Yesterday, as I was getting into my car, I saw a crumpled paper napkin on the ground. I didn’t remember dropping it, but I knew that I had taken one a few weeks ago when my soup exploded on me at the office. It could have fallen out of my lunch bag to the floor of my car and been swept out by the hem of my duster. Likelihood: about 5%. So I picked it up and threw it away.
And then I got to thinking. How sad is it that I’m only willing to take responsibility for what might have been my fault? How many times have I walked by litter without picking it up because I knew I wasn’t the one who dropped it? How many times have I had a receipt blow out of my hands or something fall out of my purse without realizing it? And by extension, how much of our current mess came about because we were only willing to be responsible for what we knew came from our own, individual actions?
The real problem with this mindset is that we are so disconnected from cause and effect that we are responsible for lots of things that we aren’t ever aware of. Without ever taking an axe to a tree, if I buy something with palm oil in it, I’m responsible for rainforest destruction. Without ever spraying a harmful chemical into the air, I’m responsible for land and water pollution, bee colony collapse, and loss of biodiversity when I buy non-organic produce. The connections are deliberately obscured from consumer vision, but they’re there, and I’m slowly becoming aware of more of them.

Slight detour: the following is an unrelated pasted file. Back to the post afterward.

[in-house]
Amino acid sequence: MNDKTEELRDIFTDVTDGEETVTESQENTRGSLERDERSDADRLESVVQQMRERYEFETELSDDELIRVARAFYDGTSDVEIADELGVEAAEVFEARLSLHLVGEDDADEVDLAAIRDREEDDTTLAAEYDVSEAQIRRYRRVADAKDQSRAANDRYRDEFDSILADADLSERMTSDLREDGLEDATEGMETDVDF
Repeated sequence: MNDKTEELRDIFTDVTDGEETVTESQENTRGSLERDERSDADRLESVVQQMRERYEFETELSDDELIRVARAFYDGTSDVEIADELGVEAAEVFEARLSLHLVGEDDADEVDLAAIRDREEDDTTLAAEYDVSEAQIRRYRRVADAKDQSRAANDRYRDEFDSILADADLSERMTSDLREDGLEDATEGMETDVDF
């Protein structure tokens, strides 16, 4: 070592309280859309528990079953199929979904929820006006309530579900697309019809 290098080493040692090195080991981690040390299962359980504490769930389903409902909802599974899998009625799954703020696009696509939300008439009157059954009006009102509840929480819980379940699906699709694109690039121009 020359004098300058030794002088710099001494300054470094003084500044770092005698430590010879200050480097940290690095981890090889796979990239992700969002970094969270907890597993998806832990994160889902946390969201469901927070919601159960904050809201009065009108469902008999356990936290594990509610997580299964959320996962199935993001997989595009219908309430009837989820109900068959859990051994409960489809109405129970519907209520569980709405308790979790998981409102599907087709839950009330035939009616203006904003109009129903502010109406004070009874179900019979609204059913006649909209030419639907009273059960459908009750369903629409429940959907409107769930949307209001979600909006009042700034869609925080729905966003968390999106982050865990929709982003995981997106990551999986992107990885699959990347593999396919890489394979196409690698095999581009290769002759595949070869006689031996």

It’s taken me this long to see how much my actions affect the planet and the people around me, and I don’t have the full picture. Not even close. I may never know all the things my lifestyle has to answer for, and will probably never be able to take full responsibility for the damage I’ve already caused.
Time to get over the limited liability approach. Even if I wasn’t responsible for the tissue, I’m responsible for plenty of other things I can’t address. And, of course, picking it up was simply the right thing to do. That matters, too.
I feel like this is the beginning of a much bigger post on individual and collective responsibility, but it’s Friday, and I’m stopping here. What are your thoughts on responsibility and environmentalism?